In June last year, Tamil Nadu Governor R N Ravi, a former intelligence officer, had “dismissed with immediate effect” a state minister V Senthilbalaji after his arrest by the Enforcement Directorate, only to rescind the order the same night.

In another such instance, Kerala Governor Arif Mohammad Khan had “withdrawn his pleasure” in K N Balagopal, finance minister of the state, after Balagopal obliquely referred to Khan in a speech where he was quoted as having said that those who came from states like Uttar Pradesh may find it difficult to understand the education system of Kerala.

The spat did not end in a constitutional dead-lock as the Governor backed off after chief minister Pinayari Vijayan made it clear that he did not see the speech as something for which the Governor’s pleasure can be withdrawn. The fact is that the Governor is expected to act on the advice of the elected state council of ministers headed by a chief minister. The “aid and advise” clause which limits the governor’s role is taken by most Constitutional experts to mean that he or she is a mere figurehead for the state.

As a symbolic, non-elected head, the governor is required to act in accordance with the advice given by the elected council of ministers. Even his appointment flows from the advice given by the Union council of ministers to the President of the republic.

However, the governor does have discretionary powers. Though these are limited to exceptional cases where the advice of the council of ministers is in violation of principles laid down by the Constitution of India, or where there is an obvious and apparent case of bias or conflict of interests. But such powers are supposed to be wielded in exceptional circumstances and not in routine bureaucratic battles.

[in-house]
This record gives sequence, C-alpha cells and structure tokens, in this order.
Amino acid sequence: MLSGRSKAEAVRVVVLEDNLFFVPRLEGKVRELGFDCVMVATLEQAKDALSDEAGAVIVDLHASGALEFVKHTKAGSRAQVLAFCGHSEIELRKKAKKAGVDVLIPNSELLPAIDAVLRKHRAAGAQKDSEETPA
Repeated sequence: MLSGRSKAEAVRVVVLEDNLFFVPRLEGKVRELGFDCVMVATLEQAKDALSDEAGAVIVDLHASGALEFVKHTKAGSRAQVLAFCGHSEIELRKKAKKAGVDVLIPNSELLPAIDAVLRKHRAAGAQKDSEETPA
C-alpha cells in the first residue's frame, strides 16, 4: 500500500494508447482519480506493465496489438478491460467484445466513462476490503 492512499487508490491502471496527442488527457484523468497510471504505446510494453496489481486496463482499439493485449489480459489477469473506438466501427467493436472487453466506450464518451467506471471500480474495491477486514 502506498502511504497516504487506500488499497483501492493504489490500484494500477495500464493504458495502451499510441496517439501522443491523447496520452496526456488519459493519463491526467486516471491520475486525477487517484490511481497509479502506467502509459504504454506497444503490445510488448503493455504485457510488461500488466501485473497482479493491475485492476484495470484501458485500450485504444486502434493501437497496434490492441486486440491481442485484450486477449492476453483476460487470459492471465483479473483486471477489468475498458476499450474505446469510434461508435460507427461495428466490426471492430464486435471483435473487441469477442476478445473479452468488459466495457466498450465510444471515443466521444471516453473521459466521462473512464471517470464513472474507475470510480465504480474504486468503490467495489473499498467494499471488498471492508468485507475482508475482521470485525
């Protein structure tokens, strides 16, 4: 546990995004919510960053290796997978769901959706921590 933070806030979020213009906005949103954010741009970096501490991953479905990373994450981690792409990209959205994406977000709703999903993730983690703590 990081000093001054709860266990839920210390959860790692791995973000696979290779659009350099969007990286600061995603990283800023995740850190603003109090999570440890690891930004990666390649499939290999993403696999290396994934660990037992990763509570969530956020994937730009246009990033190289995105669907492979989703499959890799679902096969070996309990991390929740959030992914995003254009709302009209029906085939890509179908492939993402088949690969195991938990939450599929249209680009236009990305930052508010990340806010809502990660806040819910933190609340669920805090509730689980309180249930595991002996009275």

Noted parliamentarian H V Kamath had in a crucial debate in the Constituent Assembly in 1949 even objected to the language giving discretionary powers to the Governor. The chairman of the Constitution drafting committee B R Ambedkar however had clarified at that time that, “It is not a general clause giving the Governor power to disregard the advice of his Ministers ...

There have been serious debates since then on the need to keep a figurehead governor in the states, which some have described as an anachronism left behind by the British from an era when European Governor’s had the power of veto over Indian provincial legislatures. Many have pointed out that article 163 of the Indian Constitution which defines and limits the powers of the governor have actually been taken from the Government of India Act 1935, which set up provincial governments in India with limited powers.

The conflict between an “active” governor who chafes at the titular nature of his high office and attempts to find some wriggling space within the confines of his “discretionary powers” and a state government which resents diktats from a Raj Bhavan may be old, but the fact remains that they have increased in frequency over the last ten years or so.